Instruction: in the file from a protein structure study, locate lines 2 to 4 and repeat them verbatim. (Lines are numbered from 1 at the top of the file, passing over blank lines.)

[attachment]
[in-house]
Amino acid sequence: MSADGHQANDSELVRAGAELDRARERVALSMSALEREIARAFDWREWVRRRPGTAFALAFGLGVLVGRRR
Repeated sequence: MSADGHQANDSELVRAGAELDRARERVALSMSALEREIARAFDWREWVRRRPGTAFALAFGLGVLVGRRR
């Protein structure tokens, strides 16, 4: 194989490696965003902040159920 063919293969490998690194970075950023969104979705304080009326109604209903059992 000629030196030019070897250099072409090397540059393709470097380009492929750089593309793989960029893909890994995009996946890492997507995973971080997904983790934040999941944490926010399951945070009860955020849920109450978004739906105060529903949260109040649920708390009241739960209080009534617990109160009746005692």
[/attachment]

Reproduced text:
Amino acid sequence: MSADGHQANDSELVRAGAELDRARERVALSMSALEREIARAFDWREWVRRRPGTAFALAFGLGVLVGRRR
Repeated sequence: MSADGHQANDSELVRAGAELDRARERVALSMSALEREIARAFDWREWVRRRPGTAFALAFGLGVLVGRRR
């Protein structure tokens, strides 16, 4: 194989490696965003902040159920 063919293969490998690194970075950023969104979705304080009326109604209903059992 000629030196030019070897250099072409090397540059393709470097380009492929750089593309793989960029893909890994995009996946890492997507995973971080997904983790934040999941944490926010399951945070009860955020849920109450978004739906105060529903949260109040649920708390009241739960209080009534617990109160009746005692």